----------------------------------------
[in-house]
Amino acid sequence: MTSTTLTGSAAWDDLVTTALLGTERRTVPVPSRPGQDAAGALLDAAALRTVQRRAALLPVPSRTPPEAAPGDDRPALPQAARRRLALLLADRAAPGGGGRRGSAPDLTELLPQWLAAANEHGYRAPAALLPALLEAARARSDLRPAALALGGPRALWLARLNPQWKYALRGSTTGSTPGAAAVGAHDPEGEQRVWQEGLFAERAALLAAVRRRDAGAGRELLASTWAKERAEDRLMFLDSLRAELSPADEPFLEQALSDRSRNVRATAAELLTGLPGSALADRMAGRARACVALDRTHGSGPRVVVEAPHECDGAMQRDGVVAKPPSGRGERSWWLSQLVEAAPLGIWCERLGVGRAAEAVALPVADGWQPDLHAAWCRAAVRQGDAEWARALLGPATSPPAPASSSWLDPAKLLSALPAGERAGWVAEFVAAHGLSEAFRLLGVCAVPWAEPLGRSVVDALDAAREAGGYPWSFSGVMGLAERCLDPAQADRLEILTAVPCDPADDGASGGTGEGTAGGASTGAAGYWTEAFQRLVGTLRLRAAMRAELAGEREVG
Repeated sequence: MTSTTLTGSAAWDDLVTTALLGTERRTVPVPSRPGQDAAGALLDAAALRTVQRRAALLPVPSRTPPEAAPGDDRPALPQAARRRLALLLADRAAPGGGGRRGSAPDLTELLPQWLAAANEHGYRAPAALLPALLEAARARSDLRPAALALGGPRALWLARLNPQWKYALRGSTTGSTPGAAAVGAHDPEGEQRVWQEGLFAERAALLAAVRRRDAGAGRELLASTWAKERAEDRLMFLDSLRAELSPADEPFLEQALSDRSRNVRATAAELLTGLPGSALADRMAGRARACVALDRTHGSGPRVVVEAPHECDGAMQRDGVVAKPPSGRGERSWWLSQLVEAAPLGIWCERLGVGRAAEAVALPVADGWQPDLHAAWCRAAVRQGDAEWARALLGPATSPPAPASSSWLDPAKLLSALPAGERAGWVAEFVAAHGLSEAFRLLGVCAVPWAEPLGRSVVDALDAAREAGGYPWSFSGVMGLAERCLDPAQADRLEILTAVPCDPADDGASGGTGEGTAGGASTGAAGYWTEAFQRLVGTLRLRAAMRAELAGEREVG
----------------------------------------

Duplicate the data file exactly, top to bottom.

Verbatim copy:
[in-house]
Amino acid sequence: MTSTTLTGSAAWDDLVTTALLGTERRTVPVPSRPGQDAAGALLDAAALRTVQRRAALLPVPSRTPPEAAPGDDRPALPQAARRRLALLLADRAAPGGGGRRGSAPDLTELLPQWLAAANEHGYRAPAALLPALLEAARARSDLRPAALALGGPRALWLARLNPQWKYALRGSTTGSTPGAAAVGAHDPEGEQRVWQEGLFAERAALLAAVRRRDAGAGRELLASTWAKERAEDRLMFLDSLRAELSPADEPFLEQALSDRSRNVRATAAELLTGLPGSALADRMAGRARACVALDRTHGSGPRVVVEAPHECDGAMQRDGVVAKPPSGRGERSWWLSQLVEAAPLGIWCERLGVGRAAEAVALPVADGWQPDLHAAWCRAAVRQGDAEWARALLGPATSPPAPASSSWLDPAKLLSALPAGERAGWVAEFVAAHGLSEAFRLLGVCAVPWAEPLGRSVVDALDAAREAGGYPWSFSGVMGLAERCLDPAQADRLEILTAVPCDPADDGASGGTGEGTAGGASTGAAGYWTEAFQRLVGTLRLRAAMRAELAGEREVG
Repeated sequence: MTSTTLTGSAAWDDLVTTALLGTERRTVPVPSRPGQDAAGALLDAAALRTVQRRAALLPVPSRTPPEAAPGDDRPALPQAARRRLALLLADRAAPGGGGRRGSAPDLTELLPQWLAAANEHGYRAPAALLPALLEAARARSDLRPAALALGGPRALWLARLNPQWKYALRGSTTGSTPGAAAVGAHDPEGEQRVWQEGLFAERAALLAAVRRRDAGAGRELLASTWAKERAEDRLMFLDSLRAELSPADEPFLEQALSDRSRNVRATAAELLTGLPGSALADRMAGRARACVALDRTHGSGPRVVVEAPHECDGAMQRDGVVAKPPSGRGERSWWLSQLVEAAPLGIWCERLGVGRAAEAVALPVADGWQPDLHAAWCRAAVRQGDAEWARALLGPATSPPAPASSSWLDPAKLLSALPAGERAGWVAEFVAAHGLSEAFRLLGVCAVPWAEPLGRSVVDALDAAREAGGYPWSFSGVMGLAERCLDPAQADRLEILTAVPCDPADDGASGGTGEGTAGGASTGAAGYWTEAFQRLVGTLRLRAAMRAELAGEREVG